Do we know when to cut our losses?

A pair of scissors

I reckon we’re all pretty bad at knowing when to cut our losses and move on. Consider these two questions:

1)  Do you find it easy to just stop and give up on a novel that you’re part-way through reading and not enjoying?

2)  Do you find it easy to get up and leave the cinema if you’re half way through a film that is boring you to tears?

If you’re anything like me, then neither of those two things would be easy for you. There’s a little part of me that feels like a failure if I stop reading a book rather than seeing it through to the bitter end, and of course the further I am into reading it, the more of a failure I feel if I stop. I know I’m not alone. Why is that? Does it relate to some childhood schooling experience of being forced to finish books we don’t like? Is it because other people, maybe people we admire and respect, have enjoyed the book and we therefore feel there must be something wrong with us if we don’t like it? Is it an optimistic hope that it will get better? Possibly all of those, but mostly I think it’s because we all have such precious little spare time that we don’t want to entertain the possibility that we may have wasted some of it. So, for my part, I convince myself that I am gaining something worthwhile by continuing to read the book; certainly not pleasure, but perhaps education. I’m making myself into a better, more rounded and worldly person by soldiering on through those pages of hell.

The cinema is an interesting one. Some of the same reasons I mentioned above could apply here too, but I think the overriding issue is financial. I have paid to come and see this film, and I am therefore going to sit here in complete misery, whilst time passes slower than I ever thought possible, because I’m damn well going to get my money’s worth! Seriously? How ridiculous is that? Does it cost me any more or any less money if I leave early compared to staying through to the end? Of course not, so why I do feel I am getting better value out of the money I have spent if I put myself through a boredom endurance test, rather than leaving and finding something better to do with my time? The ridiculousness goes even further; twice I have fallen asleep at the cinema during films that have bored me – did I feel annoyed at myself for having wasted my money? No, I felt pleased that I had found a way to make staying there through the film bearable! (That showed ’em, they wanted to bore me into insanity, but instead I had a lovely nap, how clever am I hey!).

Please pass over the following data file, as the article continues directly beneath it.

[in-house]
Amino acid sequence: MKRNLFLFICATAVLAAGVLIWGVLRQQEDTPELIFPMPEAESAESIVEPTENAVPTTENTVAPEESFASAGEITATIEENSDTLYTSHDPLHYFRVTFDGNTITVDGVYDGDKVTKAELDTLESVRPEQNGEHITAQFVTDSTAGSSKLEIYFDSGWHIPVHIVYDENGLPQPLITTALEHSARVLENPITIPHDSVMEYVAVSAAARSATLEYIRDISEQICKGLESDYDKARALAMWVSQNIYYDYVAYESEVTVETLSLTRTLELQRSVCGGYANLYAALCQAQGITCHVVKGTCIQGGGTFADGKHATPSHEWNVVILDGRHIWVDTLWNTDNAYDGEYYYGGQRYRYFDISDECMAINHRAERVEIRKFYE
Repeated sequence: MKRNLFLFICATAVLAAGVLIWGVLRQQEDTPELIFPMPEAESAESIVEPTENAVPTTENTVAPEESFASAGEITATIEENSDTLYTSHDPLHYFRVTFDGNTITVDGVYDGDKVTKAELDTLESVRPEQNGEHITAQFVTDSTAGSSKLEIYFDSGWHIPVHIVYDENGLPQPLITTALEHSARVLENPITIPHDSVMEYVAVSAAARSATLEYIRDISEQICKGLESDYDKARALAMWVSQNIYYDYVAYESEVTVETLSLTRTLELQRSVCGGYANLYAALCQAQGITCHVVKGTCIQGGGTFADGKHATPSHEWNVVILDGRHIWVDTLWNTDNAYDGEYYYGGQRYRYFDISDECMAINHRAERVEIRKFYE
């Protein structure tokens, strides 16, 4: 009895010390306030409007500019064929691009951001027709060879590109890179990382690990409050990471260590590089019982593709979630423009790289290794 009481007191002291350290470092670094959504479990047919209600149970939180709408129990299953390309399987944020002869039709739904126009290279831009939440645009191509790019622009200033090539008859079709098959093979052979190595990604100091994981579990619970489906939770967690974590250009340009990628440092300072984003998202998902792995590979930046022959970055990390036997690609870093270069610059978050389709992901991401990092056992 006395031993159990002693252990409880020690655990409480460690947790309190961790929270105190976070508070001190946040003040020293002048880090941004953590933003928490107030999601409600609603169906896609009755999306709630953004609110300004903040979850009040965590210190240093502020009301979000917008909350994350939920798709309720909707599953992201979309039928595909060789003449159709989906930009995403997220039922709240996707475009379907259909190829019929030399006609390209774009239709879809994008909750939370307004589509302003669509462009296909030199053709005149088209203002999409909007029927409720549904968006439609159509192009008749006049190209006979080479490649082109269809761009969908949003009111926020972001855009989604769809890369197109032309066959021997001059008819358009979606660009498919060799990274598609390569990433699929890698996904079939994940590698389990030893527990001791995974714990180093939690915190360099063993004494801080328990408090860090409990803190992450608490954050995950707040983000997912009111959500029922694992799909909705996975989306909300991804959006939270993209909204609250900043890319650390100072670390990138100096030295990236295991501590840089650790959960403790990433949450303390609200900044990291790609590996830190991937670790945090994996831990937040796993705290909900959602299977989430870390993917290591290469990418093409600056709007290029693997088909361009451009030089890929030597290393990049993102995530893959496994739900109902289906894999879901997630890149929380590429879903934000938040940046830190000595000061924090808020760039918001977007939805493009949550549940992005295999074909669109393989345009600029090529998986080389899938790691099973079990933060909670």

Of course, reading books we don’t like, and going to the cinema to see films we don’t enjoy, are on a small scale compared to some of the big projects we undertake in life. Giving up on something you have spent weeks, months, or even years developing, is a tough decision, but it’s one we probably need to make more often. There is no shame in stopping something that is not working for you, whether it’s career or hobby related. You can’t get back the time and money you have spent, but you can avoid putting more into it. Whatever you have done to date on it will not have been a waste of time because, trust me, you will have learned some valuable lessons along the way, even if it’s just that building a half-sized replica of the Empire State Building out of matchsticks isn’t the project for you (don’t ask).


2 responses to “Do we know when to cut our losses?

  1. Last year I had quite a long conversation with my psychologist about exactly this. I can not stop stop reading a book once I have started it. Even if I am finding it really tedious I have to see it through. My OH says she can’t understand it; if it’s rubbish she will throw it away without a second thought.
    Discussing it further I realised that, strangely, I feel a responsibility to the characters in the novel to finish. It’s kind of like if I don’t read it they won’t live out their lives in the book. I’m not stupid. I do know this is not really true. apparently, it possibly relates to my feeling of responsibility towars others and a strong need to protect them that has featured in my life.


    • I really found your reply funny and interesting, and I’ve thought about it a lot. It made me realise that one reason I don’t like to stop reading a book I’m not enjoying is because I have this feeling that the author will be offended if I stop. That’s not quite the same as you, but it’s just as illogical! It all shows how much more of a driver our emotions can be than our intellect.


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